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Wednesday, September 15, 2010

What would you do?

  Use your imagination for a few minutes.  Imagine that your father is a prolific and popular novelist.  

  Since you were in kindergarten, your father has had works of fiction end up in bookstores in different parts of the world, such as the U.K. and Russia.  He's been published in a number of different genres, including horror and erotica, under numerous pen names.  (Just like your parents' sex lives, you acknowledge that your father's erotica works exist but you just don't want to think about the details.)  Your childhood includes memories of your father being interviewed on local television and in national newspapers.  When you were a kid, people would ask you, "what does your father do for a living?" and you simplify your answer by saying "he's a writer."  (My father prefers being called a wordsmith.)

  And then, those people would be so fascinated!  A writer, a novelist, what a glamorous profession!  Of course, you realize secondhand that it's not so glamorous in reality.  The advances and royalties make for inconsistent income, and your dad simply wears a terrycloth bathrobe all day while tip-tip-tapping at the keyboard.  But he was almost always home when you were a kid, and with no siblings to play with, he was always welcome company.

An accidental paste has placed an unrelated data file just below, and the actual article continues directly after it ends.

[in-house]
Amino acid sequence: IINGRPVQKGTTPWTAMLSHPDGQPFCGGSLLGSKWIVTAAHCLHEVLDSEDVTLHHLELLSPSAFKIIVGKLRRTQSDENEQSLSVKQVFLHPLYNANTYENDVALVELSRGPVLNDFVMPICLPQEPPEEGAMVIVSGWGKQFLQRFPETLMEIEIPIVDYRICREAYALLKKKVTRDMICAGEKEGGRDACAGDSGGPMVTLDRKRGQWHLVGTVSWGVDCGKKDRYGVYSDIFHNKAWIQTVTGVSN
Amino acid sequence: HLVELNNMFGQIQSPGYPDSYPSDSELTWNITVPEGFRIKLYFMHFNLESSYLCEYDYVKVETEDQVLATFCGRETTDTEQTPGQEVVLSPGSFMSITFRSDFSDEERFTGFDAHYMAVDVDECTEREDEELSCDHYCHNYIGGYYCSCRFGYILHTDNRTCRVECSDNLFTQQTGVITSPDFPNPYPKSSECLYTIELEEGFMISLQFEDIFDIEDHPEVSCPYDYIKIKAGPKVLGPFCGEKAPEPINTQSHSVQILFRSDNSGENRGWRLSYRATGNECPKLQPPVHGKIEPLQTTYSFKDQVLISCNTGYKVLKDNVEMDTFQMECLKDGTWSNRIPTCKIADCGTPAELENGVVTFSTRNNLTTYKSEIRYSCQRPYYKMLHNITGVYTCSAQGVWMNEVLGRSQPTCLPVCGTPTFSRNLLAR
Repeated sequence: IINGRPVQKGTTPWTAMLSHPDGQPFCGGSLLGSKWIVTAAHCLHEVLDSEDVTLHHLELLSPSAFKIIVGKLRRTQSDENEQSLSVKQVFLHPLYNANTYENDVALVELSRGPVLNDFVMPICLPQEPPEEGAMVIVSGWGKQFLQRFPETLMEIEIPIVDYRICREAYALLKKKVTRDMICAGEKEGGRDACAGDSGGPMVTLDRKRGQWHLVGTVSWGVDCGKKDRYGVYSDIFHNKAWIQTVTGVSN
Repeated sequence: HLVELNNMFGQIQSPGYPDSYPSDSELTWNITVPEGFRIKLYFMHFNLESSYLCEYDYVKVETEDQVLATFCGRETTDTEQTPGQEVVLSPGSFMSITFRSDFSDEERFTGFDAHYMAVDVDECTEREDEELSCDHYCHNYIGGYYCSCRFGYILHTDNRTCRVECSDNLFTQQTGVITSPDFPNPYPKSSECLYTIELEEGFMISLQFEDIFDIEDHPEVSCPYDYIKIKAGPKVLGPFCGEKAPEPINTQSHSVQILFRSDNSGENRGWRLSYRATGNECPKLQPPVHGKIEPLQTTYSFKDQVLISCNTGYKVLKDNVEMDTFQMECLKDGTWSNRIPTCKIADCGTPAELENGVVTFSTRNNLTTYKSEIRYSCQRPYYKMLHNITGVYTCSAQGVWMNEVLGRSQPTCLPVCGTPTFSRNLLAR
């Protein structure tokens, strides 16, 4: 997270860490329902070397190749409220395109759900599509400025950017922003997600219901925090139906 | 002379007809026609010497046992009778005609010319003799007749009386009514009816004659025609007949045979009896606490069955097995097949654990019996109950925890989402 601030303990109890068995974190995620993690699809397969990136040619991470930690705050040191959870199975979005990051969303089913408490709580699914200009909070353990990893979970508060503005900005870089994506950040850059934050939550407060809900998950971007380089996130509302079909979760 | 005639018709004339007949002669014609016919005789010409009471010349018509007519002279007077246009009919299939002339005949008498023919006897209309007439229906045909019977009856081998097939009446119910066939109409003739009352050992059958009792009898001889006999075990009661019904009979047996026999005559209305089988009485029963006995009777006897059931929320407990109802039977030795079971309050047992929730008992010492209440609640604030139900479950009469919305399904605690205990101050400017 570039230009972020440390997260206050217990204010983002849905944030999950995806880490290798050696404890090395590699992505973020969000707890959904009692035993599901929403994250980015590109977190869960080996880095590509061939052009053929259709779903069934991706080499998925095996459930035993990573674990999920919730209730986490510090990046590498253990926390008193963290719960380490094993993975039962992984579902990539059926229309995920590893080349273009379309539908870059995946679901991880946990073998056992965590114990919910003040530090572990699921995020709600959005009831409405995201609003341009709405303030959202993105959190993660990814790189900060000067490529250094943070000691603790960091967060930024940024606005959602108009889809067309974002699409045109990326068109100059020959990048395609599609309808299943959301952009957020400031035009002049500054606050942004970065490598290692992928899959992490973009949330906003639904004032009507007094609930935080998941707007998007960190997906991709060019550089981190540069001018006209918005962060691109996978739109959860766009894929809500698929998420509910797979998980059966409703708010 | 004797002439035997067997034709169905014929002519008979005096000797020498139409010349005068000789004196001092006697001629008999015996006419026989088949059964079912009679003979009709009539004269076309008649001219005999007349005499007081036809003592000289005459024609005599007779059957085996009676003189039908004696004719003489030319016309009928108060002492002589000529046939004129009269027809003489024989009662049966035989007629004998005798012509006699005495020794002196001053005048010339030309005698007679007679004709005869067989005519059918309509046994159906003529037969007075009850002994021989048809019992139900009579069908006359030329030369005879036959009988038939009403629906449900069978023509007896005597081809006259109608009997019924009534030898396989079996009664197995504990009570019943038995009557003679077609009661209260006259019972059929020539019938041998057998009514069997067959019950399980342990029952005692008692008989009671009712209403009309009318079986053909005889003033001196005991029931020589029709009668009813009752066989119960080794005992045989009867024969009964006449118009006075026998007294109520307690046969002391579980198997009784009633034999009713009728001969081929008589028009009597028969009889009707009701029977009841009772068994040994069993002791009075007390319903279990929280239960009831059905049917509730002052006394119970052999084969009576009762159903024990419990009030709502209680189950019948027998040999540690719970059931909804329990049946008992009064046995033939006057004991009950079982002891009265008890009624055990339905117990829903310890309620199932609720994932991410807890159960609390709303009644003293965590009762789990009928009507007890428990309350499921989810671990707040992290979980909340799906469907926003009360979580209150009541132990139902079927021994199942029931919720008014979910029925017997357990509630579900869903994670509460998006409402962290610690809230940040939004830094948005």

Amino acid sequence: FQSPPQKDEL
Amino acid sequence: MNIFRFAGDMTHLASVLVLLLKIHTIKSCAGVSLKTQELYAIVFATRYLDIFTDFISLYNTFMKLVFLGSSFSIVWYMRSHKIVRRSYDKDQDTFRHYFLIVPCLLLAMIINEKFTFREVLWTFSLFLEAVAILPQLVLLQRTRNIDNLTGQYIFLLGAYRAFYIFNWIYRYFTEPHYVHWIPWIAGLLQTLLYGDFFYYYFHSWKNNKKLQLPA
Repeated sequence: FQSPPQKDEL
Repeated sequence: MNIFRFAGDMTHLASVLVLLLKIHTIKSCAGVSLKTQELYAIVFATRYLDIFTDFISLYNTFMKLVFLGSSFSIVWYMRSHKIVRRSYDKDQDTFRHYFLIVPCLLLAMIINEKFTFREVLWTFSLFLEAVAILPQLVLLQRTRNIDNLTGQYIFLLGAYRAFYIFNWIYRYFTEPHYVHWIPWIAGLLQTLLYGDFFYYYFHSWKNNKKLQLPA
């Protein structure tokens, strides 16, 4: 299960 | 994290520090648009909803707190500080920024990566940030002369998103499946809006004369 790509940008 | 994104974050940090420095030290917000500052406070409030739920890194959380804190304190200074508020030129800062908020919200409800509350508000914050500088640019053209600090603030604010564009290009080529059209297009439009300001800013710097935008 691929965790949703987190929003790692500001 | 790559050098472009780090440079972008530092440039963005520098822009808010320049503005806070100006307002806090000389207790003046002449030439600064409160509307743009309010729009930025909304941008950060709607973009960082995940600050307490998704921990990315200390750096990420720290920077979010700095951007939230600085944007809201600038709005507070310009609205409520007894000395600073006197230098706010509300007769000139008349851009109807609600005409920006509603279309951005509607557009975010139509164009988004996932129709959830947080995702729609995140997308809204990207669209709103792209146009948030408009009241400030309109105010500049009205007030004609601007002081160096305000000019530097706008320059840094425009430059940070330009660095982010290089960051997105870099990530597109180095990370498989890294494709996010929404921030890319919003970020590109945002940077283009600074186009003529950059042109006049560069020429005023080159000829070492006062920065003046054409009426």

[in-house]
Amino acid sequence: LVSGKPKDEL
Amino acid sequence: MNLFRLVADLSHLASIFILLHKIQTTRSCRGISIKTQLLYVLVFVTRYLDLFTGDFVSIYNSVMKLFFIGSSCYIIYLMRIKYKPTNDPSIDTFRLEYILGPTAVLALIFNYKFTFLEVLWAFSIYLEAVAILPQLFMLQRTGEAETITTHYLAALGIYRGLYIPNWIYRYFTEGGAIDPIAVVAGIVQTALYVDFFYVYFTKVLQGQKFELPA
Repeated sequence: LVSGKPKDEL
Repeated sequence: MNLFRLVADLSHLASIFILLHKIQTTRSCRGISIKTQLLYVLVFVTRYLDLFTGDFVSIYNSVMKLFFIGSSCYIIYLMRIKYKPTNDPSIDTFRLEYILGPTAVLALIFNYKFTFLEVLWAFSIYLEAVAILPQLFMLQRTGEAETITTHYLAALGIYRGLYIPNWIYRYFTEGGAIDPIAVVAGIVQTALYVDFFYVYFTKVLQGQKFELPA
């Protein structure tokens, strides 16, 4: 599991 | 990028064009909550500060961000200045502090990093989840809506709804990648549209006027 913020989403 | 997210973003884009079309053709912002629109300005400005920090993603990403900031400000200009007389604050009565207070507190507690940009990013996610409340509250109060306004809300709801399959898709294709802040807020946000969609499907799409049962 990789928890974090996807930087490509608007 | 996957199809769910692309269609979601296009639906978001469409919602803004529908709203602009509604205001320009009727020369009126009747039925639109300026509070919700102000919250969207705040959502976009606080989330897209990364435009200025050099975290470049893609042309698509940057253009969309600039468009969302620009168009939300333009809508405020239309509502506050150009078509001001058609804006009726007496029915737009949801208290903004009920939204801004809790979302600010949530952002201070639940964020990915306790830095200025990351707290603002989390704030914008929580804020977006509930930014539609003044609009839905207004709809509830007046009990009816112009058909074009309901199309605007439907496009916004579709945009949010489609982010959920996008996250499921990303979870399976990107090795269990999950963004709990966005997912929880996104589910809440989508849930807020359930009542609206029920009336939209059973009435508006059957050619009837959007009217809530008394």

By the time you turned nineteen, your parents broke up and your father moved in with his new common-law wife.  She's also a novelist, she was once tutored by your father and that's how they met.  She's a fun loving and exuberant character with lots of Leo planets in her astrological chart. You get to know her over the years and come to respect her ability and successes in wordcraft.  Like your father, she also writes effective and enjoyable prose.

  For the first time ever, your father and your stepmother collaborate on a novel, and it's the first time either of them has had fiction published under their real names, as opposed to their various pen names.

  You are so proud of them, and you're excited about how the novel with be distributed across drugstores (they call them 'chemists'), supermarkets, and bookstores across the UK.  Mass market distribution, yay!

  You Google them and the title of their new work, curious to find something.  You do!  It's an early book review!  Your dad and stepmom are getting some press, a good sign.

  And then you read the book review.  Here's an excerpt of it: